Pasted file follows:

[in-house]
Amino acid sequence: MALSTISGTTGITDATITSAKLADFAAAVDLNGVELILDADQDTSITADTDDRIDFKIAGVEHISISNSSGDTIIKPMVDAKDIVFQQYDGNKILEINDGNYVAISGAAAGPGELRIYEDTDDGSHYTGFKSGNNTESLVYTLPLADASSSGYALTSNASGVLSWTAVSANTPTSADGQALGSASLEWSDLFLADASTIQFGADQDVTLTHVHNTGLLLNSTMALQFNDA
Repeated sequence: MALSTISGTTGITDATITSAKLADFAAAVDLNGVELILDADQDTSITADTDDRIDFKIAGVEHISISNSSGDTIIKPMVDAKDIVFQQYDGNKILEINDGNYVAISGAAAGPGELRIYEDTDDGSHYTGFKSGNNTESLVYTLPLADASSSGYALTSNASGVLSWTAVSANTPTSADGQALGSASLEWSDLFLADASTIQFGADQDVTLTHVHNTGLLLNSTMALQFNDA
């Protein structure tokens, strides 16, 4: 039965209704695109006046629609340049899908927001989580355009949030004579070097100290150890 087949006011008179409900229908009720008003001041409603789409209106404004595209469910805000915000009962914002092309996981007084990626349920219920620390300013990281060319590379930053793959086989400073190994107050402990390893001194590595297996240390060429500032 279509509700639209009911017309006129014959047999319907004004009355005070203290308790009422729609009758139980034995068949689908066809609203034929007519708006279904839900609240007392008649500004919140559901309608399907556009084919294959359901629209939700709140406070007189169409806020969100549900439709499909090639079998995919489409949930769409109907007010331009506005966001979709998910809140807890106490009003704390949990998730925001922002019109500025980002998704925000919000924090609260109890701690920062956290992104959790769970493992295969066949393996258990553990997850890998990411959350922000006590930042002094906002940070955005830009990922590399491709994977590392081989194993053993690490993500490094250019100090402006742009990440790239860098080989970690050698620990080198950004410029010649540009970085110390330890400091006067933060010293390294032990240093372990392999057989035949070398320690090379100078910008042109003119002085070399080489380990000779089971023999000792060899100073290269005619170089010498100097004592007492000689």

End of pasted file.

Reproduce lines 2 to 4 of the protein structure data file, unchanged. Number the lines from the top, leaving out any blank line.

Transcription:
Amino acid sequence: MALSTISGTTGITDATITSAKLADFAAAVDLNGVELILDADQDTSITADTDDRIDFKIAGVEHISISNSSGDTIIKPMVDAKDIVFQQYDGNKILEINDGNYVAISGAAAGPGELRIYEDTDDGSHYTGFKSGNNTESLVYTLPLADASSSGYALTSNASGVLSWTAVSANTPTSADGQALGSASLEWSDLFLADASTIQFGADQDVTLTHVHNTGLLLNSTMALQFNDA
Repeated sequence: MALSTISGTTGITDATITSAKLADFAAAVDLNGVELILDADQDTSITADTDDRIDFKIAGVEHISISNSSGDTIIKPMVDAKDIVFQQYDGNKILEINDGNYVAISGAAAGPGELRIYEDTDDGSHYTGFKSGNNTESLVYTLPLADASSSGYALTSNASGVLSWTAVSANTPTSADGQALGSASLEWSDLFLADASTIQFGADQDVTLTHVHNTGLLLNSTMALQFNDA
């Protein structure tokens, strides 16, 4: 039965209704695109006046629609340049899908927001989580355009949030004579070097100290150890 087949006011008179409900229908009720008003001041409603789409209106404004595209469910805000915000009962914002092309996981007084990626349920219920620390300013990281060319590379930053793959086989400073190994107050402990390893001194590595297996240390060429500032 279509509700639209009911017309006129014959047999319907004004009355005070203290308790009422729609009758139980034995068949689908066809609203034929007519708006279904839900609240007392008649500004919140559901309608399907556009084919294959359901629209939700709140406070007189169409806020969100549900439709499909090639079998995919489409949930769409109907007010331009506005966001979709998910809140807890106490009003704390949990998730925001922002019109500025980002998704925000919000924090609260109890701690920062956290992104959790769970493992295969066949393996258990553990997850890998990411959350922000006590930042002094906002940070955005830009990922590399491709994977590392081989194993053993690490993500490094250019100090402006742009990440790239860098080989970690050698620990080198950004410029010649540009970085110390330890400091006067933060010293390294032990240093372990392999057989035949070398320690090379100078910008042109003119002085070399080489380990000779089971023999000792060899100073290269005619170089010498100097004592007492000689």